While P/E ratios are very simple in nature and never tell the full story about a company, historical P/E ratios can be very useful to tell if a stock is undervalued.
- Intel (INTC): I've written a lot about Intel recently, as its current 4.10% dividend yield adds greatly to the stock's attractiveness. I believe a large reason for Intel's apparent cheap share price is the fact that nearly 60% of its revenues come from the Asia-Pacific region (as per the company's 2010 annual report). The worry is that a slowdown in China's rapid growth is going to really bite into Intel's bottom line. I don't think there is any questioning China's eventual slowing into growth in the 3-5% range, but a slowdown from the current 9-10% growth is still a few years away, and this fact has been baked into the share price for quite some time. To be trading at 50% the P/E ratio it had been trading at for the last five years (20.40) is probably a bit excessive. Additionally, its steady, large yield (which has been growing at a rate of 16% per year) cushions the risk involved in a Chinese (and Indian) slowdown. Intel is also fantastically efficient, especially when compared to its competitors. This efficiency should allow the company to adapt to a slower-growth environment across Asia without damaging bottom lines too much.
- Wal-Mart (WMT): Wal-Mart has a massive presence in the United States, as the largest private employer. WMT stands to do well after the recent oil selloff, as a significant portion of funds usually allocated for gas budgets will be moved to the consumer goods that Wal-Mart sells. Though Wal-Mart's current yield is only 2.9%, the company haw a very reasonable payout ratio of 29%, and as it continues to mature and struggle to find new growth opportunities, more of its earnings will be distributed to shareholders. The company has been growing its yield at a rate of 17% per year, which is far above the rate of other dividend growers. Its 5 year historical P/E ratio is 15, while its trailing P/E is 10.9. Additionally, the company is trading at 10.2 times forward earnings. Wal-Mart's operating cash flow of $24.6 billion also strengthens the balance sheet. With an exceptionally low beta of .37, Wal-Mart tends to outperform during big sell offs and economic downturns.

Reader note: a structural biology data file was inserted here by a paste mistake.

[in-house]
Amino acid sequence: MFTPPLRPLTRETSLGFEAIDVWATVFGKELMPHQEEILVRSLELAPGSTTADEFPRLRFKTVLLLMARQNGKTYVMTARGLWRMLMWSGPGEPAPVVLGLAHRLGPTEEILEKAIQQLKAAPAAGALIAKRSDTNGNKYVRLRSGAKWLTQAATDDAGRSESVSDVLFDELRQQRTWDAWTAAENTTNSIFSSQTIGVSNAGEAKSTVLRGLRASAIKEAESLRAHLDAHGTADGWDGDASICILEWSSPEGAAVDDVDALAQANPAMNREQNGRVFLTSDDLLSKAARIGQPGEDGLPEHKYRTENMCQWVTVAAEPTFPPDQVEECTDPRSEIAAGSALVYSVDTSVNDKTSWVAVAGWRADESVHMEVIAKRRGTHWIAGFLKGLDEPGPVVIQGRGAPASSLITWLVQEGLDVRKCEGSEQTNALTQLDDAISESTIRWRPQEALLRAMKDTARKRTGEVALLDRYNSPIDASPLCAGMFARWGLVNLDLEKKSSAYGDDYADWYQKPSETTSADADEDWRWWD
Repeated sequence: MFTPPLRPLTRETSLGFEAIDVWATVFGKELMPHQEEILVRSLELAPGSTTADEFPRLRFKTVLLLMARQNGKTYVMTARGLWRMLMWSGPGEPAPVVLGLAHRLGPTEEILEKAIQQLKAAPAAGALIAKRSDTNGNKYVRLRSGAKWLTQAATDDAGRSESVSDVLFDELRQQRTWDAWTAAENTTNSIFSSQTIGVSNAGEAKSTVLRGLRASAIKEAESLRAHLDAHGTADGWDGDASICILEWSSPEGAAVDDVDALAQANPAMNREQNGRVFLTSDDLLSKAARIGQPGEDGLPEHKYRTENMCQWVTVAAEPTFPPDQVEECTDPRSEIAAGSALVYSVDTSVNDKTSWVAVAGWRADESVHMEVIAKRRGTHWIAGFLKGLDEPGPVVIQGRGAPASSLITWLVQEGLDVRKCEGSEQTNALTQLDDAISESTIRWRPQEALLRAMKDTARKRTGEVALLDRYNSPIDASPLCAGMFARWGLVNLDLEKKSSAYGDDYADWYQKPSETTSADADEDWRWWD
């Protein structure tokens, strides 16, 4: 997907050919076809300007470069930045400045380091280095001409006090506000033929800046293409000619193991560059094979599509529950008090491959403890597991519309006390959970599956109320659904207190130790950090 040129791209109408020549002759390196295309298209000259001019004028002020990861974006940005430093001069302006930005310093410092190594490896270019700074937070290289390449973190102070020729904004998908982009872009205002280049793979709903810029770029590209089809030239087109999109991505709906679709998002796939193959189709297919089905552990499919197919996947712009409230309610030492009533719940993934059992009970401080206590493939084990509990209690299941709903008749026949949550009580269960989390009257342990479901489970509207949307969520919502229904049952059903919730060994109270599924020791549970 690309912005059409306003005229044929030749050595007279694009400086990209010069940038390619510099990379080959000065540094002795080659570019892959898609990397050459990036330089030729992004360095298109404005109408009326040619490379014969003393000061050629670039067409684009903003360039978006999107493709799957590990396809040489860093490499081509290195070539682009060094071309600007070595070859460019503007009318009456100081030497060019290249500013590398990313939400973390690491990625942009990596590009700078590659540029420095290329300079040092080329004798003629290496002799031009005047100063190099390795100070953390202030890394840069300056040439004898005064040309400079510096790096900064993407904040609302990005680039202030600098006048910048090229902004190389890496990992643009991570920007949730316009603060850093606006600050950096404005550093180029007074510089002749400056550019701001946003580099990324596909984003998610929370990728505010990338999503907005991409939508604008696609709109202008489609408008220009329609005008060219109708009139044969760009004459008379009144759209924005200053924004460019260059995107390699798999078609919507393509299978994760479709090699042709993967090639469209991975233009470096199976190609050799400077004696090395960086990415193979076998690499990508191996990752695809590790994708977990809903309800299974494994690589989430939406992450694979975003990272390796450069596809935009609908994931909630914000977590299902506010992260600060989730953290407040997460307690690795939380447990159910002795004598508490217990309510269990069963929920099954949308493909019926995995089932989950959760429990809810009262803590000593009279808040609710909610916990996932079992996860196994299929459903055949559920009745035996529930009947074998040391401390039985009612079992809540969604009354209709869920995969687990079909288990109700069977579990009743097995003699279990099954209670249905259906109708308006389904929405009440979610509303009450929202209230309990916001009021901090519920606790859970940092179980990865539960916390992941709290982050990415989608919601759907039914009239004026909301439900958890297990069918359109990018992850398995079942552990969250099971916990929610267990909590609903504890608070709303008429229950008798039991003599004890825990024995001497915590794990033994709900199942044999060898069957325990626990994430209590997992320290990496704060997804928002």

- Du Pont (DD): Du Pont is a massively diversified company that has blown through its own earnings goals over the last few years. The majority (28%) of DD's revenues are derived from agriculture and nutrition, but the organization is highly profitable in areas such as electronics. Du Pont is highly levered to the need for the global population to be more efficient. DD produces photovoltaics used to make solar panels, and the company makes lightweight materials used in automobiles to improve fuel efficiency. Currently trading at a P/E of 13.5, its 5 year historical P/E is 27. The dividend yield is 3.5%, while its payout ratio is a reasonable 44%. As per the 2010 annual report, after exceeding many goals ahead of schedule, its new goal is for 12% annual compounded earnings growth by 2015. While this seems difficult to attain given an environment where the economy is growing at about 3% a year, Du Pont has shown itself to be absolutely capable of reaching lofty goals. If it fails and only achieves 8-10% annual earnings growth, its share price will still see nice gains, while more earnings will be available for distributions.
Disclosure: I have no positions in any stocks mentioned, and no plans to initiate any positions within the next 72 hours.